Photo & Description by Jean Stimpson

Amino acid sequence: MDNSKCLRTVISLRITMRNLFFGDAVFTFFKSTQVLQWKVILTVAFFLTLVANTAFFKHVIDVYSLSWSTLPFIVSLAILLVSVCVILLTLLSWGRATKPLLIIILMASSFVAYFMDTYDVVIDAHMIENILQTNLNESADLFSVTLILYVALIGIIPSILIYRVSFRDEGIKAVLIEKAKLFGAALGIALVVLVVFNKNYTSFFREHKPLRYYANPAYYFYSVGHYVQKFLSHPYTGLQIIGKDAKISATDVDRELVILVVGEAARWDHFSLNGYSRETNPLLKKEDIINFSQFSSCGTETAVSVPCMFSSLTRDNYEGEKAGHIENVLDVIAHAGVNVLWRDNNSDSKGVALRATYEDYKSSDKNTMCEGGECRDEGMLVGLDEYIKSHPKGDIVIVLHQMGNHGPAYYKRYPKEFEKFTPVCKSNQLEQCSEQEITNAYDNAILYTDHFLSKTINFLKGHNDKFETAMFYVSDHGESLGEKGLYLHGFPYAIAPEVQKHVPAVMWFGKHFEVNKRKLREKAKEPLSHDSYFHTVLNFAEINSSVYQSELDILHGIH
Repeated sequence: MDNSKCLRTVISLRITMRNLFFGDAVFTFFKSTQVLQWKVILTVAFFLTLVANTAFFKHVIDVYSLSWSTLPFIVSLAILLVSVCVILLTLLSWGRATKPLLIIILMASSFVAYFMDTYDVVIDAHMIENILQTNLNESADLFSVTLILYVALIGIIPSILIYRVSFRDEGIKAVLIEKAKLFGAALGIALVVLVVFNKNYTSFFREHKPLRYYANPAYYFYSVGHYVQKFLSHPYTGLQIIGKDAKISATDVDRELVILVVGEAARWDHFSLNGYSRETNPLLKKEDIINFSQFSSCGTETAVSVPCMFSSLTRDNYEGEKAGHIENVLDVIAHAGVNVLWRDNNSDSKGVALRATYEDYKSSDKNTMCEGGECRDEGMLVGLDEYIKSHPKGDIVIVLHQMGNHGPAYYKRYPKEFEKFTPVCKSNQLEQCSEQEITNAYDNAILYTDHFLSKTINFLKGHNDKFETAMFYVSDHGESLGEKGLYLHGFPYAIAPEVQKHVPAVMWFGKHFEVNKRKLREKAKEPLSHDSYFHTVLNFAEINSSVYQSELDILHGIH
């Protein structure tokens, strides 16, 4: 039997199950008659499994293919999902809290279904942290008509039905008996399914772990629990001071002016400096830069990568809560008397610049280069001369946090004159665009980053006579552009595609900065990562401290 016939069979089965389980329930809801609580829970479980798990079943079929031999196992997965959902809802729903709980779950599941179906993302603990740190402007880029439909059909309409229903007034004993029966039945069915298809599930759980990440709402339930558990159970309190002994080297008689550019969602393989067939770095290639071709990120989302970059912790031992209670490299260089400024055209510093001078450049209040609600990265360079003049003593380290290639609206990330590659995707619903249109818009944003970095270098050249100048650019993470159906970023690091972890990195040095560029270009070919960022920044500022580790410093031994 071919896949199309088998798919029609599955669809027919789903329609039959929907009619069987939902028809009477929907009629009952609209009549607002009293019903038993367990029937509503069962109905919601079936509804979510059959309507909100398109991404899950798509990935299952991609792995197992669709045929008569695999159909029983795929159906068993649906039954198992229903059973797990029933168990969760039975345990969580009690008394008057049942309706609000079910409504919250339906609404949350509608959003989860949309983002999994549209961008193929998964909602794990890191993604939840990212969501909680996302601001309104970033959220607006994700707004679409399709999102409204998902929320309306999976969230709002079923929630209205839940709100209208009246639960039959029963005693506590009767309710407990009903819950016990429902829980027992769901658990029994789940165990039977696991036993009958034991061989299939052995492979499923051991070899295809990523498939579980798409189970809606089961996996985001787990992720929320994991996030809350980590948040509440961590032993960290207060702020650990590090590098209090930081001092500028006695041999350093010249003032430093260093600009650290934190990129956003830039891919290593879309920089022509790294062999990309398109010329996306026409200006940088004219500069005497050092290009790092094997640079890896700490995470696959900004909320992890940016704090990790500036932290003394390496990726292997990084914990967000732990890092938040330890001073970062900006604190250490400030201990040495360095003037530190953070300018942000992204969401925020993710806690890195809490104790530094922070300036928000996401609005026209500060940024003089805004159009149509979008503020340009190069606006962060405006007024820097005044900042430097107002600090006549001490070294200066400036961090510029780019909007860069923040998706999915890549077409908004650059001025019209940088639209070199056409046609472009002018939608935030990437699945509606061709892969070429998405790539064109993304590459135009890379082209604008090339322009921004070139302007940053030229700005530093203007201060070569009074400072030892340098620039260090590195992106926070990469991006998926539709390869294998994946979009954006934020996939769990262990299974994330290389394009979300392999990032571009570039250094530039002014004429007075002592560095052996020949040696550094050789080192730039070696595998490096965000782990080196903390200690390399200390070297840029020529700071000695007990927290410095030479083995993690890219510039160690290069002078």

“Our temperature today as I write this is 10 degrees Fahrenheit,” said Montana rancher’s wife, Jean Stimpson in early February. Depicting the picture she said, “The creek freezes over and we have to chop ice for the cows to water. Besides feeding hay everyday when the temps drop into the single digits, we also feed straw before it gets dark. It gives them warm bedding to lay on and a little something to munch on.” Stimpson added, “It’s interesting to watch the cows when it gets really cold, they group-up and mill around each other, working their way from the middle to the outside as the ones in the middle warm up and move to the outside to allow those to push to the middle so they can warm up.” As March arrives, temperatures can get up into the 30s and 40s, which then causes the ice on the creek to start breaking up. However, Stimpson said that can cause other problems, like when trying to cross the creek or ice jams, causing flooding. Stimpson concluded saying, “March is when we start calving this year, hoping for not-so-cold of weather. We love calving season and the promise of spring!”
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